Over the years the online presence has increased tremendously and the major credit goes to social media. Over 1.55 billion active users in a month and hundreds of millions of people are interacting and engaging on Facebook. It is very well known that social media platform is a large part of most digital marketing efforts and it has the power to drive traffic, be it organic or through paid channels. The Google team, in 2014 opened up to admit that social signals are not an active part of their ranking algorithm, which is the complete opposite of what Google said in 2010. For the past few years, the entire Google team is somewhat quite about the value and importance of social signals for SEO. So, there is no straight answer from them. Many SEO analysts are still not sure whether or not Google is using social media signals, like engagement and follower metrics from Facebook and Twitter to evaluate the authority of an individual and give rankings accordingly. Let’s find out the answer below:-
- Simply a Search Webpage or a Ranking Factor
Google uses Facebook and Twitter posts like any other web pages for search, but they are not used as a part of the Ranking Algorithm. According to Matt Cutts, the Google Spokesperson, “pages” refers to individual pieces of content on those social sites, like tweets on Twitter or status update, reshare, link share, etc. on Facebook. But Google does not index every page on the web, as it has its limitations and can’t give value to all the web pages. So it uses the crawling algorithms and be selective in what to crawl and to what extent. The number of tweets per day is over 500 million, which is more than traditional web pages and is impossible to index them all. So Google does not attempt to index all of the social posts generated, simply because of sheer volume,
- Google is limited in how much of the social web it can crawl
Matt has made it clear that Google does not have the rights to crawl all the pages on Facebook and Twitter and even shared that once they were blocked entirely from crawling one of those sites for about a month and a half, which has made the algorithm engineers jittery and they have the fear of being blocked in future. Google now has access to Twitter “firehose”, but due to the large volume of tweets it does not attempt to index all of them and is indexing less than 4% of all tweets, according to a study conducted in June 2015.
- Signals like Facebook or Twitter followers are not used currently by Google for Search Ranking
As Google cannot completely crawl Facebook and Twitter, it is surely missing a lot of data that it would need to make an accurate evaluation of the relative authority of the pages on those sites. It must have complete confidence in the signals’ meaning. According to Matt, Google may face problems if it tried to use signals from those sites to rank content, as the social sites are very volatile in nature and Google visits each part of the web at “finite moments”.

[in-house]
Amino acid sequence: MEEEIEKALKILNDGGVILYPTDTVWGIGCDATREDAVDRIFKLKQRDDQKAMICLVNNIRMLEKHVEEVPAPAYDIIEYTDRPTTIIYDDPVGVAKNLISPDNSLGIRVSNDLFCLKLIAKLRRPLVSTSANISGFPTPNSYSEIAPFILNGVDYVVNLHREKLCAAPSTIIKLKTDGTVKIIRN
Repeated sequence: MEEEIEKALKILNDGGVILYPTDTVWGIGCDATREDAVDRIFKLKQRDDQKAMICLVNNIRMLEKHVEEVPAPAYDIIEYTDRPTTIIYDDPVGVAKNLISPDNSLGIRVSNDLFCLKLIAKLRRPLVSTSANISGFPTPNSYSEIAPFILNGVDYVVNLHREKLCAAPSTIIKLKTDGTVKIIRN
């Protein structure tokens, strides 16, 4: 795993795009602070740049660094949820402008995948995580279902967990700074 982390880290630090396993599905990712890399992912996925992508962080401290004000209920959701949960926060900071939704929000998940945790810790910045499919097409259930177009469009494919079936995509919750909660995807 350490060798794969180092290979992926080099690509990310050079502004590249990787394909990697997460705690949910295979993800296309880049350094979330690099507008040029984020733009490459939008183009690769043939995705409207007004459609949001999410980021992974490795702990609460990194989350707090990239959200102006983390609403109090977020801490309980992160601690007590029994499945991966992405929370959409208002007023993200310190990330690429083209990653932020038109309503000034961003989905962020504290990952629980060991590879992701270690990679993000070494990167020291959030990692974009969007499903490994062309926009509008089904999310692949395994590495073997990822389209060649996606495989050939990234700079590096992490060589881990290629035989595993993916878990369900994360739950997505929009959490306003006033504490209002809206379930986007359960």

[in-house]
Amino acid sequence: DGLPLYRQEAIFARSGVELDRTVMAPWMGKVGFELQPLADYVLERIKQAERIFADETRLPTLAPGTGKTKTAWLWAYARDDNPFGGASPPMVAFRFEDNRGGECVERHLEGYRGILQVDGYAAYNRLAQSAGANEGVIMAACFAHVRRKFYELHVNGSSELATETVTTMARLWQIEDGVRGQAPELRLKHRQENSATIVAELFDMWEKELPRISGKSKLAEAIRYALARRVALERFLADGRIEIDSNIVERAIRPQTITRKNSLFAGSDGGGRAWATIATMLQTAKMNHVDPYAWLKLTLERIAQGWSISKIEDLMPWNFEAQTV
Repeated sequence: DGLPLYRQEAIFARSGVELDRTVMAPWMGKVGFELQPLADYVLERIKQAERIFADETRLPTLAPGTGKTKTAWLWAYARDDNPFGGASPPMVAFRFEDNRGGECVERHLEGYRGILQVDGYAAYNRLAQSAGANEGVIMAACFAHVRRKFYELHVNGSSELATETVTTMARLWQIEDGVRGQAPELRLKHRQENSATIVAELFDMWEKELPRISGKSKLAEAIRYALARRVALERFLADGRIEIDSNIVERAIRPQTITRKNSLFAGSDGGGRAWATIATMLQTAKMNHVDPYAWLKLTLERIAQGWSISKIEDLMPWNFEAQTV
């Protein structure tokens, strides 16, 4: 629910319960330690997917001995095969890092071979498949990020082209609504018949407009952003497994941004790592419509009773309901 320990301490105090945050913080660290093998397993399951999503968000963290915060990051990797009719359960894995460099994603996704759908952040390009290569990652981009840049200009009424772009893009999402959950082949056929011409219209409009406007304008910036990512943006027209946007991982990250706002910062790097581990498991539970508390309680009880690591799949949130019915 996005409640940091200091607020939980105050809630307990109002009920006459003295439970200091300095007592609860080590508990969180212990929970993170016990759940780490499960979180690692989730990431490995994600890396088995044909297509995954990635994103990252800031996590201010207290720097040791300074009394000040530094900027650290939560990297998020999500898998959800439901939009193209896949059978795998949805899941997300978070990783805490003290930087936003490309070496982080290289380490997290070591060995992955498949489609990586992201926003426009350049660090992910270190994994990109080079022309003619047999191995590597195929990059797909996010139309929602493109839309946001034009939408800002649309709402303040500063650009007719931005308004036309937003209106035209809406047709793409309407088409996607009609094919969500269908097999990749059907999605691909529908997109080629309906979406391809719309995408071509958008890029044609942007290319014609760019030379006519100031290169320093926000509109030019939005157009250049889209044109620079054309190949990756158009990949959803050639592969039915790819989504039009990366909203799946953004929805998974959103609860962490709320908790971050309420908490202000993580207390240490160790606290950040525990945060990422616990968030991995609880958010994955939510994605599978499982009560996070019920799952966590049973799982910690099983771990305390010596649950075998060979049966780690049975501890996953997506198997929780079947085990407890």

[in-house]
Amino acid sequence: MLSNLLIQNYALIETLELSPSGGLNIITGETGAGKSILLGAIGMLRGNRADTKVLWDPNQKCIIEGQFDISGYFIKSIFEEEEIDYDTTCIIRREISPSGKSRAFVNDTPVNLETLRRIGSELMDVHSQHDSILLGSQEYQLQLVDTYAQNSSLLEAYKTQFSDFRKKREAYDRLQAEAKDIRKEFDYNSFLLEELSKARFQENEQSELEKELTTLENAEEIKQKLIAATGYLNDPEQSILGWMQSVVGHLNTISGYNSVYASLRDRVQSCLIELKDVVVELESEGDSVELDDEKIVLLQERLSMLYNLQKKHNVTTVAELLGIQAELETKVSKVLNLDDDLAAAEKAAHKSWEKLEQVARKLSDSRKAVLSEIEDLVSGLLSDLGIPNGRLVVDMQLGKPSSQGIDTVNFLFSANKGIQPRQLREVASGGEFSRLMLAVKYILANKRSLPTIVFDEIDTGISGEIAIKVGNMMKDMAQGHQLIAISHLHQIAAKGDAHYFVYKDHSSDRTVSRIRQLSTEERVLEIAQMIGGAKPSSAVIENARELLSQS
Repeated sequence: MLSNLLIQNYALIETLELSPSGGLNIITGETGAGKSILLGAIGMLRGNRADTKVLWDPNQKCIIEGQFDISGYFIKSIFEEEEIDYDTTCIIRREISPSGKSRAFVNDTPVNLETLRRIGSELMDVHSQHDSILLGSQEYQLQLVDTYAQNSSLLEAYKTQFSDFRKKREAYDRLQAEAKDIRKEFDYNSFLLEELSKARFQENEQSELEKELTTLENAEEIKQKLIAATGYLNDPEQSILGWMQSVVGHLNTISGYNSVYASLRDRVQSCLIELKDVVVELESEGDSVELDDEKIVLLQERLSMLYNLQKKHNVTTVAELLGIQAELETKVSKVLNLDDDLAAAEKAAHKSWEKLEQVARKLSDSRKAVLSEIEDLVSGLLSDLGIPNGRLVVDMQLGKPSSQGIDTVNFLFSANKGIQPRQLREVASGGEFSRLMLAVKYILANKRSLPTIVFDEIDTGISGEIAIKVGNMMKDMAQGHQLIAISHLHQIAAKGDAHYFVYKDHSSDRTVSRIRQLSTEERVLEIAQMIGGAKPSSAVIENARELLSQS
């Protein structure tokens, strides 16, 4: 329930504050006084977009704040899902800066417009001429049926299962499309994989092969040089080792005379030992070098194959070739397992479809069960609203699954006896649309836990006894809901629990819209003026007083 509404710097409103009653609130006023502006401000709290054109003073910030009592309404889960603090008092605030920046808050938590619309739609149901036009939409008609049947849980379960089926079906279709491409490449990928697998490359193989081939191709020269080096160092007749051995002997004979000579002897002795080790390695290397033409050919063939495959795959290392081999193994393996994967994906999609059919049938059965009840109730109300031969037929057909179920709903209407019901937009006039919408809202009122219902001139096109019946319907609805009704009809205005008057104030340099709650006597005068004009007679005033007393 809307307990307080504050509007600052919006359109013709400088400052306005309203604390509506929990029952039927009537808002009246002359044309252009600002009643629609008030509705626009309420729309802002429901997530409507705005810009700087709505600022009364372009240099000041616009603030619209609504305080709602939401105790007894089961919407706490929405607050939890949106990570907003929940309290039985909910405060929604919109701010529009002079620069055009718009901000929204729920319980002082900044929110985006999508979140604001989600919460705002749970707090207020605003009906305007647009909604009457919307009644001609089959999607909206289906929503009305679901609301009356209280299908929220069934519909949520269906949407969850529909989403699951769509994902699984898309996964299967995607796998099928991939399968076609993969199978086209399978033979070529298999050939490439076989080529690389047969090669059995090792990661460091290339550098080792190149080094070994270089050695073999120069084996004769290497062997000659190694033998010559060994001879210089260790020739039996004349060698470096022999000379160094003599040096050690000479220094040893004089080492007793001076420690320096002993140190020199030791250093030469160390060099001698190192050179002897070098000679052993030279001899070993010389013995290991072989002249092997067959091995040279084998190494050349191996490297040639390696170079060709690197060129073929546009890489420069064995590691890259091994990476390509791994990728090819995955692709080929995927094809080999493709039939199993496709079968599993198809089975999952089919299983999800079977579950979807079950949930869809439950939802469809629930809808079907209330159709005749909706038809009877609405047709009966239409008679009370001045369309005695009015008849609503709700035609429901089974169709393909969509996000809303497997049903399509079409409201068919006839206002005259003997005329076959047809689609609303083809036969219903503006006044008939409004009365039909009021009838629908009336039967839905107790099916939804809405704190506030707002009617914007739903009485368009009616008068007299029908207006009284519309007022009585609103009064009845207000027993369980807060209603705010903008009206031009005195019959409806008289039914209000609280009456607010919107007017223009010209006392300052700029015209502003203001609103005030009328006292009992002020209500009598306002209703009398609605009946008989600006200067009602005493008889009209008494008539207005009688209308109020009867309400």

- Worry about Identity
As Matt has said, “Because we’re sampling an imperfect web, we have to worry a lot about identity, when identity is already hard.” Google representatives always use highly qualified language while accessing authority based on an individual and then using that further as a ranking signal. Cutts predicts that there is still a long way to go that Google uses author authority because it is difficult to ascertain individual identities across various social platforms. Some person named as John Smith having a Facebook account may not be the same John Smith available on Twitter.
- Correlation and Causation factor are not same
In 2013, Matt made it clear that social signal correlations with higher rankings for sites do not equate to the causation of those rankings. Sites like SearchMetrics and Moz, published correlation studies to prove that social signals such as Facebook Likes and Google +1s as major correlating factors for high-ranking sites in Google Search. But Cooler heads explained that a correlating factor does not necessarily be a causal factor. According to Matt, the sites with high social engagement also attract many other signals, like links that actually contribute to search ranking power. Also, with the increase of social media exposure, there is an increase in the opportunity for other sites linking to your content.
- Use social media for brand reputation, and not for search rankings
According to Matt, though social media does not have much impact on search rankings, still there are valid reasons for being active on all forms of social media, as it can help to build up the brand value and drive qualified traffic. It is essential to have an active social presence and good network building to contribute to your brand reputation, better customer service, developing trust and authority and increasing traffic to your sites through the posted links.
- Assigning Author Rank is a long term goal
Google Authorship was a three-year experiment and the hottest topic related to SEO was “author rank” and that whether the individual authority of authors should be used or not for search ranking factors. But according to Matt, it is a long term goal for Google to understand identity and social connections for ranking purposes as it is difficult to establish and verify the identity of individuals in the internet world. So, because of this reason Google finds it difficult for assessing social signals.
So, by going through the above points of discussion and words of Google representatives, we now know that Google is very careful with their search results. Matt has mentioned that Social signals should be accounted for long-term benefits and not short-term goals such as a direct ranking signal.